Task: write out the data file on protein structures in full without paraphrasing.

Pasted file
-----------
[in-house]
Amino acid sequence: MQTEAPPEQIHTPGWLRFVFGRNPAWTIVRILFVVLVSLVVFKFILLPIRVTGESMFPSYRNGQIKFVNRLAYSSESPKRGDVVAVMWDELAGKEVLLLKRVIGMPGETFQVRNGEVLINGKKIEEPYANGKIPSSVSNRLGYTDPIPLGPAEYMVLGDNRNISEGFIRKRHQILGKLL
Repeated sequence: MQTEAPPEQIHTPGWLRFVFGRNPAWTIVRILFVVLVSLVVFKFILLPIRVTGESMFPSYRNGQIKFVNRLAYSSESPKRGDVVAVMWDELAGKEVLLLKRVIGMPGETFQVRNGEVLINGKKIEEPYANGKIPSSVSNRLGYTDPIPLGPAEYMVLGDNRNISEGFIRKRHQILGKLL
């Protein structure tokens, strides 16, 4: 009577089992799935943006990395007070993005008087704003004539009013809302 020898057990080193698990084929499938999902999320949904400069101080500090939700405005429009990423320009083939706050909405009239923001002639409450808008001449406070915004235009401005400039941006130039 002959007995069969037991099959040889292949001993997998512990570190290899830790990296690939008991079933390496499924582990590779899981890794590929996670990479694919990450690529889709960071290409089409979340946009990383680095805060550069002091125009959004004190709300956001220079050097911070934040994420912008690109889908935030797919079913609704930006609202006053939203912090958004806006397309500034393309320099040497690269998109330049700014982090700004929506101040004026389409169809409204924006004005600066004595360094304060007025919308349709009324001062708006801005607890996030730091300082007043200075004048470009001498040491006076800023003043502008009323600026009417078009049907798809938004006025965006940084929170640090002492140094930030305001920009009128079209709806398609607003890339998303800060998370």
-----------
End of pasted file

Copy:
[in-house]
Amino acid sequence: MQTEAPPEQIHTPGWLRFVFGRNPAWTIVRILFVVLVSLVVFKFILLPIRVTGESMFPSYRNGQIKFVNRLAYSSESPKRGDVVAVMWDELAGKEVLLLKRVIGMPGETFQVRNGEVLINGKKIEEPYANGKIPSSVSNRLGYTDPIPLGPAEYMVLGDNRNISEGFIRKRHQILGKLL
Repeated sequence: MQTEAPPEQIHTPGWLRFVFGRNPAWTIVRILFVVLVSLVVFKFILLPIRVTGESMFPSYRNGQIKFVNRLAYSSESPKRGDVVAVMWDELAGKEVLLLKRVIGMPGETFQVRNGEVLINGKKIEEPYANGKIPSSVSNRLGYTDPIPLGPAEYMVLGDNRNISEGFIRKRHQILGKLL
């Protein structure tokens, strides 16, 4: 009577089992799935943006990395007070993005008087704003004539009013809302 020898057990080193698990084929499938999902999320949904400069101080500090939700405005429009990423320009083939706050909405009239923001002639409450808008001449406070915004235009401005400039941006130039 002959007995069969037991099959040889292949001993997998512990570190290899830790990296690939008991079933390496499924582990590779899981890794590929996670990479694919990450690529889709960071290409089409979340946009990383680095805060550069002091125009959004004190709300956001220079050097911070934040994420912008690109889908935030797919079913609704930006609202006053939203912090958004806006397309500034393309320099040497690269998109330049700014982090700004929506101040004026389409169809409204924006004005600066004595360094304060007025919308349709009324001062708006801005607890996030730091300082007043200075004048470009001498040491006076800023003043502008009323600026009417078009049907798809938004006025965006940084929170640090002492140094930030305001920009009128079209709806398609607003890339998303800060998370």